SandRidge Energy's Bankruptcy Is An Early Termination

| About: SandRidge Energy, (SD)

Summary

The company is still very liquid, holding over $600 million of cash.

Improving macro environment should improve results going forward.

The equity's time value was lost.

You can forecast how the company will perform, but it's difficult to know what the management will do.

So the rumors were true. On Monday, SandRidge Energy (NYSE:SD) (OTCMKT: OTCPK:SDOC) filed for bankruptcy, and if the plan is approved, existing shares will be canceled. While I had a good idea of what the management should do (The Unnecessary Bankruptcy), unfortunately I did not have the foresight to predict what the management will do. Since the company filed Q1 results as well, let's see how the company was doing.

Still Liquid

Yes, the management did decide to file for bankruptcy, but as of Q1, the company was in very good shape from a liquidity perspective. While the cash burn was significant at $230 million, keep in mind that the commodity market reached its low in Q1. Oil slumped to its 13-year low and natural gas dropped to its lowest point in more than a decade. As I've mentioned in my previous articles, things are looking a lot better now as commodities have continued to climb.

In Q1, the average price achieved per barrel of oil was $27.95, today, WTI is standing at $47.92/bbl, almost a $20/bbl difference. It is also $4.02/bbl higher than the actual realized price (including hedges) of $43.93/bbl. At ~1.5 MMbbl of quarterly production, selling at today's price would mean that the company can at least generate $6 million of incremental cash flow. As for natural gas, today's price of $2.04/mmBtu is $0.43 higher than the actual realized price of $1.61. With ~15 Bcf of quarterly production, the price increase can give rise to more than $6 million of cash flow.

In addition to an improving macro environment, the company also had $694 million of cash at the end of Q1, which was reduced to a bit over $600 million as of the date of the bankruptcy filing. With this pile of cash, the company should have no problem in reducing the balance on the credit facility to the permitted borrowing base. In the 10-Q, the management disclosed that on April 20th (an important which I talked about extensively here) the company chose to submit additional property for consideration. So, in all likelihood, the company did not have to pay the difference back anyways.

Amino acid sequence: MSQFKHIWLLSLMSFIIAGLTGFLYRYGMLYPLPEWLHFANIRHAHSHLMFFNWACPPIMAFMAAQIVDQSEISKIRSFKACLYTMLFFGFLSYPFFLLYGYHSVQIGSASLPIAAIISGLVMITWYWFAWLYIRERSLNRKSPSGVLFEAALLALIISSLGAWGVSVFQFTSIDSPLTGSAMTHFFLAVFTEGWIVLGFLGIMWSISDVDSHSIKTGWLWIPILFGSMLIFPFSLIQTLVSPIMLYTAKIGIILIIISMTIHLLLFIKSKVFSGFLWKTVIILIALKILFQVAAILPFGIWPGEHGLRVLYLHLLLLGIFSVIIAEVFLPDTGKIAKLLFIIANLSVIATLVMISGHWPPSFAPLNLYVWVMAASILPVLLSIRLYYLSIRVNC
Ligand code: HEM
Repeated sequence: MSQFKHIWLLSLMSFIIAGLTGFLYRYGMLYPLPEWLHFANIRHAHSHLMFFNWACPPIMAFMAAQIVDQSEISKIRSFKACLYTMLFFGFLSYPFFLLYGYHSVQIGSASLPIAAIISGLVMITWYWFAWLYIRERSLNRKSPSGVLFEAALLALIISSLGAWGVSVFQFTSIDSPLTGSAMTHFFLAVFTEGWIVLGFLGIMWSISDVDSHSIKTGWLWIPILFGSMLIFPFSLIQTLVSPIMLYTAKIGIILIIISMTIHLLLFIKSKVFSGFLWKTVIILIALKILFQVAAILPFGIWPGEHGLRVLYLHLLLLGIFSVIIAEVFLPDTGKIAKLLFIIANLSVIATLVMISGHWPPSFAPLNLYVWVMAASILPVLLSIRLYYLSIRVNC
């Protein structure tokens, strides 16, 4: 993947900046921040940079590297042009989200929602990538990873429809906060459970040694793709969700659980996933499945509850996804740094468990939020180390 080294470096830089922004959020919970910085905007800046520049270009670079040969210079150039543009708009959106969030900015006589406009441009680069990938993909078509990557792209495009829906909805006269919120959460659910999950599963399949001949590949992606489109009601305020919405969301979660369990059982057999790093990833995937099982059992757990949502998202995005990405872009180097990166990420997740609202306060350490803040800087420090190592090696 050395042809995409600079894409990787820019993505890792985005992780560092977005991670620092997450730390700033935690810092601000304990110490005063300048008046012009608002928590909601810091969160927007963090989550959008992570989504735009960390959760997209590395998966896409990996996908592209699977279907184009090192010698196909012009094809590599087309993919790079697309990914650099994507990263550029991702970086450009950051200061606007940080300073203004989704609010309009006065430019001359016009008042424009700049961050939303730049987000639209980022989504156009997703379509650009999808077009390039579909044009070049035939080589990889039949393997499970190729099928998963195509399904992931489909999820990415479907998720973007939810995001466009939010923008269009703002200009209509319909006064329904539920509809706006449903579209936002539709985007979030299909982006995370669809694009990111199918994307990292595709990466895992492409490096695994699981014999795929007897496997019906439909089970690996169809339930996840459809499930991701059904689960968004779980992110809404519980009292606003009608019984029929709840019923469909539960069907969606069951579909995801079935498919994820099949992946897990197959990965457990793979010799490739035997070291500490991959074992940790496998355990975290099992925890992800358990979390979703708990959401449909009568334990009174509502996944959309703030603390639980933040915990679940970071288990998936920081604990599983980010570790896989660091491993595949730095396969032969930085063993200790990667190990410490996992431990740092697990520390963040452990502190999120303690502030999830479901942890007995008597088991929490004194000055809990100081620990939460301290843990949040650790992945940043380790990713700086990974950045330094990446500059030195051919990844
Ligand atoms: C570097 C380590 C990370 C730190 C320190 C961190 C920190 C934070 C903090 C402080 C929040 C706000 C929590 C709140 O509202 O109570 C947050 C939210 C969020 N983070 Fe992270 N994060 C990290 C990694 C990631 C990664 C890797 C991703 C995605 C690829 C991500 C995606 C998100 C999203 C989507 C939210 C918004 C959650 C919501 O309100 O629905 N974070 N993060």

Illogical Decision

I agree with the management, who has stated going concern issues, that even at today's prices, the company can't survive in the long-run. But that shouldn't prevent the management from trying to realize as much equity value as possible for shareholders. If we want to get a bit academic, equity essentially acts like a call option on assets (which is current appreciating!), and as options are concerned, value increases with time until expiration. Because current prices are not going to save equity holders, common shares are essentially out of the money options on the company's assets (i.e. oil reserves). While the option (equity) may be intrinsically worthless today, it still has some time value. Unfortunately, if the bankruptcy gets approved, the management would be prematurely giving up this value.

Lesson Learned

While one can attempt to dissect the company's financials, one can never truly be sure of what the management is thinking. To relate this back to the V20 Portfolio, two of its holdings (MagicJack and Dex Media) suffered from "execution risk" as the management made decisions that significantly impaired the stocks' upside. I don't think this is a risk that can truly be hedged away, and this is why Buffett prizes management's ability above all else. However, a risky holding like SandRidge should never have occupied a significant portion of your portfolio anyways. As I mentioned in one of my previous articles, SandRidge was a good option on oil (and it still is, if the management didn't push the company into bankruptcy), but you must be prepared to suffer a total loss.

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Disclosure: I/we have no positions in any stocks mentioned, and no plans to initiate any positions within the next 72 hours.

I wrote this article myself, and it expresses my own opinions. I am not receiving compensation for it (other than from Seeking Alpha). I have no business relationship with any company whose stock is mentioned in this article.

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